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HHS to Provide Roadmap for Behavioral Health Integration

Payment Matters

On September 14, 2022, the U.S. Department of Health and Human Services (HHS) published its Roadmap for Behavioral Health Integration outlining how HHS plans to advance President Biden’s national strategy to address mental and substance use disorders. The HHS publication follows the HHS National Tour to Strengthen Mental Health, through which U.S. HHS Secretary Xavier Becerra received feedback from patients and providers across the country. The HHS publication reports that HHS aims to provide a "full spectrum of integrated" care to the population it serves, has "evaluated key barriers to transforming behavioral health care," and will advance three pillars in President Biden's national strategy to address our national mental health crisis – to 1) Strengthen System Capacity, 2) Connect Americans to Care, and 3) Support Americans by Creating Healthy Environments. Here is an overview of how HHS plans to advance these three pillars.

Strengthen System Capacity

For HSS, strengthening system capacity will mean addressing workforce challenges and adopting new technologies through HHS programs that a) "recruit, train, and support a diverse workforce" that is fully integrated, as well as culturally and linguistically appropriate, and b) use new technologies to increase "integration, coordination, and consultation" across diverse settings. Examples include:

  • The Heath Resources and Services Administration (HRSA) Teaching Health Center Graduate Medical Education Program that trains primary care residents to treat the physical and mental health needs of rural and underserved communities.
  • New Centers for Medicare & Medicaid Services (CMS) billing codes for "monthly care integration" of mental health services led by clinical psychologists or clinical social workers.

Connect Americans to Care

HHS efforts to address this pillar focus on insurance and other financing limitations, and the inequitable engagement of underserved populations. HHS is prioritizing policies that strive to make behavioral health services more affordable and engage in targeted outreach to the needs of high-risk populations. Examples include:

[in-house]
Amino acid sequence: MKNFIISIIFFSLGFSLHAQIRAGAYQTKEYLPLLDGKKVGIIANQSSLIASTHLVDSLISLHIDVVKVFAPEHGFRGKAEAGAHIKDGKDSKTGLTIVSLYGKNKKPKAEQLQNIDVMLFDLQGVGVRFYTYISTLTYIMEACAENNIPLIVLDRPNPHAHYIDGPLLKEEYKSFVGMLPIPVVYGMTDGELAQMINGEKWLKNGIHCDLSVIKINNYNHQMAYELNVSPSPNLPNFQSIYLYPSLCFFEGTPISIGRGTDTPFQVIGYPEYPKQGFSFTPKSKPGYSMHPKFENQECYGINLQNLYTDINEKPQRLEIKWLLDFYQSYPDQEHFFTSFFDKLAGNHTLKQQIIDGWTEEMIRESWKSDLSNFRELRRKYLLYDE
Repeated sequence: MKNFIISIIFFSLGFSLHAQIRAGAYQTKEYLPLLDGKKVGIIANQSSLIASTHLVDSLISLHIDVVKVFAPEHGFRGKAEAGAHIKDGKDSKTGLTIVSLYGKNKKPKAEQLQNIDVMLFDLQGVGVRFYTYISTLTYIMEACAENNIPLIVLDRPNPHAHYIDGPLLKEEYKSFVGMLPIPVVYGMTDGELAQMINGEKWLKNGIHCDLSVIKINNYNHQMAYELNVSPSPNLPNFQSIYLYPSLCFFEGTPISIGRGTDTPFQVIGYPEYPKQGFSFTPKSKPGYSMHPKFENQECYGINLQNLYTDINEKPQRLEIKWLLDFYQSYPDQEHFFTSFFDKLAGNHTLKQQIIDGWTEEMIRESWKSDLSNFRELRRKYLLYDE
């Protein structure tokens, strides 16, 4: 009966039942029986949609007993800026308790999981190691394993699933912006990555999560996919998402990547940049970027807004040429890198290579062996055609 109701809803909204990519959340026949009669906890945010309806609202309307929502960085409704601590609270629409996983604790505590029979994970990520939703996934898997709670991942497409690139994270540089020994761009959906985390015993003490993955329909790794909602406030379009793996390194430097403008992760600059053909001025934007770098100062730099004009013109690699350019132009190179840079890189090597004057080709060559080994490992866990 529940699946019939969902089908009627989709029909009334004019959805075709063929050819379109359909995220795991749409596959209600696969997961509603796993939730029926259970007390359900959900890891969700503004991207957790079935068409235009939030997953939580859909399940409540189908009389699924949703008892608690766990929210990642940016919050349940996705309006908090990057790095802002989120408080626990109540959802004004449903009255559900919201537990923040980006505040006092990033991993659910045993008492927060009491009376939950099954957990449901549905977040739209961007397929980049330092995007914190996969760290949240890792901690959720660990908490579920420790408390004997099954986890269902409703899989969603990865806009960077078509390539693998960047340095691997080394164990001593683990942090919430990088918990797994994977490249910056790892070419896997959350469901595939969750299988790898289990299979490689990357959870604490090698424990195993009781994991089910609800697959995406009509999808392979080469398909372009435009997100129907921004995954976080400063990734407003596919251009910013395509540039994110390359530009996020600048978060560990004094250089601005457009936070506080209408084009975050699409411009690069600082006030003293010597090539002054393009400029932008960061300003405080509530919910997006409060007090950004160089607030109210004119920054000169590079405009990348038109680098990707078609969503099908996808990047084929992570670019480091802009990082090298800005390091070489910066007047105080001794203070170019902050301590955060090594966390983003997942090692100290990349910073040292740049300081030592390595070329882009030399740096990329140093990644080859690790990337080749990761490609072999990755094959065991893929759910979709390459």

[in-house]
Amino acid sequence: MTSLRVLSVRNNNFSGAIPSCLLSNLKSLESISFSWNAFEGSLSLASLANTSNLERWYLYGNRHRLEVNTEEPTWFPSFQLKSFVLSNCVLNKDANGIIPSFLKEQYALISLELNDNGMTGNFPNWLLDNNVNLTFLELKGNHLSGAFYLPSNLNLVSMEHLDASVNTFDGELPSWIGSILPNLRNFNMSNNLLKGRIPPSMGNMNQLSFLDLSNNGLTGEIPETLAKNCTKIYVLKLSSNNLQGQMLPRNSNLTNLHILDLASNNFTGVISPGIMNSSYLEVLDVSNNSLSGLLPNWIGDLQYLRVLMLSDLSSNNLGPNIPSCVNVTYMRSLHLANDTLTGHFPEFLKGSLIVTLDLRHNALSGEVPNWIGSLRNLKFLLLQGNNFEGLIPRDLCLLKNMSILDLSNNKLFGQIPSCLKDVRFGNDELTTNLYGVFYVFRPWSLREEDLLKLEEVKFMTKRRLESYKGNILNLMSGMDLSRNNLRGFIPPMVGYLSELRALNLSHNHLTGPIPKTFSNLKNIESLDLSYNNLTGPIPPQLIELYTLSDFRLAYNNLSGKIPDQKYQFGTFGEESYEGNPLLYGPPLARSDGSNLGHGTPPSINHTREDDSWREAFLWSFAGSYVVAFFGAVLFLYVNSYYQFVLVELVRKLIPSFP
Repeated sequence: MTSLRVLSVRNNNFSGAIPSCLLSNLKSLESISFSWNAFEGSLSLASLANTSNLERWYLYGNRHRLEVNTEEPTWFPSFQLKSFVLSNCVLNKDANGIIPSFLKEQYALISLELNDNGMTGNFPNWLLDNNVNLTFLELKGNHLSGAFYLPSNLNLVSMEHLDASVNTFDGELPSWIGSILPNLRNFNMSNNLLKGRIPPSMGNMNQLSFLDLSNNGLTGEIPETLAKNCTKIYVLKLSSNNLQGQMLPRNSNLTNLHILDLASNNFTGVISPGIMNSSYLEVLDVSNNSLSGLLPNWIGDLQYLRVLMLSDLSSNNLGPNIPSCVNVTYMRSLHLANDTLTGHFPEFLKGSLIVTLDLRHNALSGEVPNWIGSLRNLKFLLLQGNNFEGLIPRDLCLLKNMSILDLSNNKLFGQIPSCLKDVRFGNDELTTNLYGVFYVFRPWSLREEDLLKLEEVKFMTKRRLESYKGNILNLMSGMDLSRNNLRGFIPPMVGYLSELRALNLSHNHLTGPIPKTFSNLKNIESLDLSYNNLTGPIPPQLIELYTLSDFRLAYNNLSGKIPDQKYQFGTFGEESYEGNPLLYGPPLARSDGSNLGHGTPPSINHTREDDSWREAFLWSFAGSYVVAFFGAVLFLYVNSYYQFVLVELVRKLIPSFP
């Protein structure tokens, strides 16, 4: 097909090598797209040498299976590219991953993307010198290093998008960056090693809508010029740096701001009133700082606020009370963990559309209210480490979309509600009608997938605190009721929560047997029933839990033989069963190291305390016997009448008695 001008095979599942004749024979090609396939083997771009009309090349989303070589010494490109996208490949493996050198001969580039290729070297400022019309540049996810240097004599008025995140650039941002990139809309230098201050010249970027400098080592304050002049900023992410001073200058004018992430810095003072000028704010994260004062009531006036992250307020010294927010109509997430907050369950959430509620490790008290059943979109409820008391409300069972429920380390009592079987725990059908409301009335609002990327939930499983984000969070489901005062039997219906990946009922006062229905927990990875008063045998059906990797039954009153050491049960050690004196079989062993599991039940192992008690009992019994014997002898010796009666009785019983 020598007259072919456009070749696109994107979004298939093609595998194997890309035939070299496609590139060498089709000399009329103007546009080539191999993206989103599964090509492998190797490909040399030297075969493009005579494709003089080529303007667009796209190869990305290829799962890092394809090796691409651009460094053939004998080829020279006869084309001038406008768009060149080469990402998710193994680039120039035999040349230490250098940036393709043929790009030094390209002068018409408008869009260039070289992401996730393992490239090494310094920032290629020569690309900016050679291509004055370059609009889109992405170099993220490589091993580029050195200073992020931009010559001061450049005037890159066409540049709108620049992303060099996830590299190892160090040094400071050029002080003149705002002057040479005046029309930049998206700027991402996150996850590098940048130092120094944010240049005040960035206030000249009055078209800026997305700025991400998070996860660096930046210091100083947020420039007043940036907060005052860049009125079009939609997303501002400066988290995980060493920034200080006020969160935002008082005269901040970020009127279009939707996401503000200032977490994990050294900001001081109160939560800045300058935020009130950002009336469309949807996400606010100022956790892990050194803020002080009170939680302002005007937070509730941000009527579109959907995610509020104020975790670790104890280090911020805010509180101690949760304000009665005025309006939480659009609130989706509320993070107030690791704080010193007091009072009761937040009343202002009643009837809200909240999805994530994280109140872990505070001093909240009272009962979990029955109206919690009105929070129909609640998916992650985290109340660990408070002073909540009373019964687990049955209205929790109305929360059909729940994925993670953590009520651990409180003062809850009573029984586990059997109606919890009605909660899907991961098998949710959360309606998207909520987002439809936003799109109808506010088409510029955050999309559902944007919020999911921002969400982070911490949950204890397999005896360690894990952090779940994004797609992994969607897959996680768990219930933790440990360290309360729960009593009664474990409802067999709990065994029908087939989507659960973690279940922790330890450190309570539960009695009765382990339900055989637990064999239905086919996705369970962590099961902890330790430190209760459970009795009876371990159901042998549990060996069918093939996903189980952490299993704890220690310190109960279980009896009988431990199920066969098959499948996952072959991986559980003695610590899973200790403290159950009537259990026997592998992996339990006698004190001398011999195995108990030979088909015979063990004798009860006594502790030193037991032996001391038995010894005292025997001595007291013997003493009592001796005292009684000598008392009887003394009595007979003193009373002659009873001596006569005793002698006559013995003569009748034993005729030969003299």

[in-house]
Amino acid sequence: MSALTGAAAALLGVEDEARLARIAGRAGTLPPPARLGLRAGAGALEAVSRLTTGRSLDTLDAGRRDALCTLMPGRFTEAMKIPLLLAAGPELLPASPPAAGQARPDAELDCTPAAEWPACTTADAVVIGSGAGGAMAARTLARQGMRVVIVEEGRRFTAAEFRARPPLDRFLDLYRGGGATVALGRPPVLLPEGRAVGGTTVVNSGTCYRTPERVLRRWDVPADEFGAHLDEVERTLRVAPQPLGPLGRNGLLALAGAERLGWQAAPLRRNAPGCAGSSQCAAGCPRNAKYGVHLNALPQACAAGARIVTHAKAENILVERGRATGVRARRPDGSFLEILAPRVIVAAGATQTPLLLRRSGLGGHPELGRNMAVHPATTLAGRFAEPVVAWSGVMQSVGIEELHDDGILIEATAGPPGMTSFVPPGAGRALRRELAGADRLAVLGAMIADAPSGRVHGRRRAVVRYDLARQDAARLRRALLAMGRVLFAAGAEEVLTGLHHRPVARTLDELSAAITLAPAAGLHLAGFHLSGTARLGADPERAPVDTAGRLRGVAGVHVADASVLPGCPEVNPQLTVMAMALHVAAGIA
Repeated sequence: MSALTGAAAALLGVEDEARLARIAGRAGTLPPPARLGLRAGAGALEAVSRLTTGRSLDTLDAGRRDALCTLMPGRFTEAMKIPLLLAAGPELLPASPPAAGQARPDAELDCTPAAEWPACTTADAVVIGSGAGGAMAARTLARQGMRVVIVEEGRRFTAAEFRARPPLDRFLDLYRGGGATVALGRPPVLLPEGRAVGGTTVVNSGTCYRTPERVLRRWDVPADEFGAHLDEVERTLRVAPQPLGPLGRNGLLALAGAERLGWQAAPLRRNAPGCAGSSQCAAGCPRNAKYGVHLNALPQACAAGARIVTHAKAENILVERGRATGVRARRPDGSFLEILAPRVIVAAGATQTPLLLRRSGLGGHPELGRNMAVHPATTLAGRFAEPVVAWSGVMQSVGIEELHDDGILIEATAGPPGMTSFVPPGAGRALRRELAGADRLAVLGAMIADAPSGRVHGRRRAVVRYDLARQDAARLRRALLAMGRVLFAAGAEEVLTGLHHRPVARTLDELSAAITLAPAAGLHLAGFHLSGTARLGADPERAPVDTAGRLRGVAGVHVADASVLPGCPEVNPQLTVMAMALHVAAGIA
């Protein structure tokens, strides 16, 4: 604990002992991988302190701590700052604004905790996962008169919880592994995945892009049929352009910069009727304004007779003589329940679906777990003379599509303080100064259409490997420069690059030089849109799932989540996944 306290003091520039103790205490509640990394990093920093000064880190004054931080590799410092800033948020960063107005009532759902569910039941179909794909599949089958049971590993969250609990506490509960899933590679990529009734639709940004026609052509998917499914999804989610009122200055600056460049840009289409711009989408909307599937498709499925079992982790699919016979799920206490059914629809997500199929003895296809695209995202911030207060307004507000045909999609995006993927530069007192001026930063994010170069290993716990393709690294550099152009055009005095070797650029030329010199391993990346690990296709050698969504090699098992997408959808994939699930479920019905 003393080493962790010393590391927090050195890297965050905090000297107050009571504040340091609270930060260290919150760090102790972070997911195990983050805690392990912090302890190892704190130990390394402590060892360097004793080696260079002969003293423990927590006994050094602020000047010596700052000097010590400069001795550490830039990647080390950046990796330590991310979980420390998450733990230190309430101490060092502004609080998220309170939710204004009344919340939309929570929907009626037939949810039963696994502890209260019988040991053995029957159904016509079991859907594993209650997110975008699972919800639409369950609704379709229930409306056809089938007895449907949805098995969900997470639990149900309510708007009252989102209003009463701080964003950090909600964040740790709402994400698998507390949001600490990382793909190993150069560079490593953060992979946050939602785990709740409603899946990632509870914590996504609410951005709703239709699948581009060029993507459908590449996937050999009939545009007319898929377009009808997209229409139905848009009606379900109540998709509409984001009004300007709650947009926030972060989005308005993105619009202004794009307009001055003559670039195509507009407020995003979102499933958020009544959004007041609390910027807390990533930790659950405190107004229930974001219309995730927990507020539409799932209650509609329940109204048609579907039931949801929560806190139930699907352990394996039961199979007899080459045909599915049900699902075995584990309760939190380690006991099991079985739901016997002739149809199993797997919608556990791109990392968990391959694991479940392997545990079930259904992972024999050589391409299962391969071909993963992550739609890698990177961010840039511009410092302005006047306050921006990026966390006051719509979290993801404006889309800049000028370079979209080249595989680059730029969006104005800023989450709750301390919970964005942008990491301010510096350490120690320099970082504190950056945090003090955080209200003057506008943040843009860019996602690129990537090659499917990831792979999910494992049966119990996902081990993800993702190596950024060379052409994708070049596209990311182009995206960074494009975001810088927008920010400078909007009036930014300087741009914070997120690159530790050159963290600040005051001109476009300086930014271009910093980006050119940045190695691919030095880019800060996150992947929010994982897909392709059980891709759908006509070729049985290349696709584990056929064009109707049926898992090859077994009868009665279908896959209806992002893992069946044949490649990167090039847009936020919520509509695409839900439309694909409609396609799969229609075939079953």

• Medicaid coverage of "interdisciplinary whole-person care" and testing of other payment models that will encourage behavioral health integration.
  • The HRSA Health Care for the Homeless program to support "coordinated, comprehensive, integrated" primary care for homeless patients.

Support Americans by Creating Health Environments

HHS is focused on addressing a lack of "culturally relevant, person-centered, and evidence-based" promotion of prevention services by aligning structural supports and financing to integrate these programs into community-based settings. Examples include:

  • The What Works in Schools Program launched by the Centers for Disease Control and Prevention (CDC), which supports health education in schools and connecting students with health services.
  • The HRSA Bright Futures program, which provides guidelines on improving the health of infants, children, and adolescents.

HHS will closely monitor the progress of its programs in achieving the president's policy pillars and will continue to further develop and announce policies in line with the HHS Roadmap.

If you have any questions about the HHS Roadmap, please contact Katherine Denney, Bahati Mutisya, Heather Alleva, Matthew Wolfe, or any member of Baker Donelson's Health Law team.

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